I know how it was done and, yeah, the supplier responsible for LS7 head manufacturing "screwed the pooch"...big time.

  4. #34
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    I stand behind every single thing I have said.

    Anything can be picked apart on the internet, but when you work on these cars every day, serve Corvette every day, you see much more than any internet article or press release or anything else can convey.

    This is my last statement on this website about this.

    I do not agree with you.

    Paul
    GM World Class Certified Technician.
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  5. #35
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    Quote Originally Posted by c4c5specialist View Post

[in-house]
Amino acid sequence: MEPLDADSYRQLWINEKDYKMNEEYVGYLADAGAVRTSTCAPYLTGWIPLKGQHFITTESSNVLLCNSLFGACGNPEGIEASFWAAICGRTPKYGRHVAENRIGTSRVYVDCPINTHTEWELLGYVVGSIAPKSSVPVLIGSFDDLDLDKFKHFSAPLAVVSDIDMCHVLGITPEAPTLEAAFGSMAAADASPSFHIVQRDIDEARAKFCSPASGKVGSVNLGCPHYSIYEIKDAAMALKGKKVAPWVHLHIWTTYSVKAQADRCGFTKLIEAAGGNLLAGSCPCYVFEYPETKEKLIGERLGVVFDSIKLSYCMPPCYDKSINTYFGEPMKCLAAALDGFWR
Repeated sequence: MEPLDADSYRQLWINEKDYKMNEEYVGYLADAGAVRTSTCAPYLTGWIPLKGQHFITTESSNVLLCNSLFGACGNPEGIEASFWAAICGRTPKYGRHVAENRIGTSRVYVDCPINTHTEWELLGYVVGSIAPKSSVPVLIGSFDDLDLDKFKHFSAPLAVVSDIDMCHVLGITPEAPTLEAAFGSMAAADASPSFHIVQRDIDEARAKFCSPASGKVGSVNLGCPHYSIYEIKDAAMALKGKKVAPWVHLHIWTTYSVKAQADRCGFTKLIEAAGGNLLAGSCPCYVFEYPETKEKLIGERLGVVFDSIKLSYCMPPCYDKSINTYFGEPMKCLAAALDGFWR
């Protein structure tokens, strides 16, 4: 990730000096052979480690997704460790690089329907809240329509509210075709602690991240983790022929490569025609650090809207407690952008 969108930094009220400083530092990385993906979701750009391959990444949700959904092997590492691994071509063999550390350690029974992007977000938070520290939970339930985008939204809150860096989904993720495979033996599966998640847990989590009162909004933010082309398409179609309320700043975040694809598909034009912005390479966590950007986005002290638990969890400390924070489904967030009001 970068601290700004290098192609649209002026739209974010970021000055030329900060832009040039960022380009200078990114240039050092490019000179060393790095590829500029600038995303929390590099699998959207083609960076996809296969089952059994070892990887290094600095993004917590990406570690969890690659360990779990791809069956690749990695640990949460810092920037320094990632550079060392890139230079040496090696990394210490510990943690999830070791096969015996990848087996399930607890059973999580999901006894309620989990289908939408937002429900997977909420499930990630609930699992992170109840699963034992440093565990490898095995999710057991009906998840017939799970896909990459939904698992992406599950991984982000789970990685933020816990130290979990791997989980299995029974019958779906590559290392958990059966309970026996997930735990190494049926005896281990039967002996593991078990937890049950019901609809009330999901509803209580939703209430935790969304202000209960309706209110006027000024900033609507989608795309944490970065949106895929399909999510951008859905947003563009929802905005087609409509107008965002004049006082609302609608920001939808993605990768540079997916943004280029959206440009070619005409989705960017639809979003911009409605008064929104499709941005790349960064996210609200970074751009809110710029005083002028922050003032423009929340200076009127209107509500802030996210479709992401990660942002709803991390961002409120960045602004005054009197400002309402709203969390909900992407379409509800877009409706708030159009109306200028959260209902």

I stand behind every single thing I have said.

    Anything can be picked apart on the internet, but when you work on these cars every day, serve Corvette every day, you see much more than any internet article or press release or anything else can convey.

    This is my last statement on this website about this.

    I do not agree with you.

    Paul
    From my viewpoint, there isn't enough information to do a FMEA. When one works every day in design engineering; I end up in the same place as you.
    Whoosh, and blur

  6. #36
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    As of early March the "Wiggle Test" is no longer the factory method for measuring stem-to-guide clearance for warranty purposes. GM has decided that the Wiggle Test is just to inaccurate.

    I agree to a point. I think Wiggle Testing is very difficult to do in a manner which makes it useful so I can see why GM axed it, however, for DIYs working on an out of warranty engine and looking for a way to assess guide condition without removing the heads, I think the "test indicator method" discussed in the Wiggle Test article is an acceptable procedure.

    Eventually, the Wiggle Test article is going to be rewritten to cover the new method GM wants dealers to use for stem-to-guide clearance.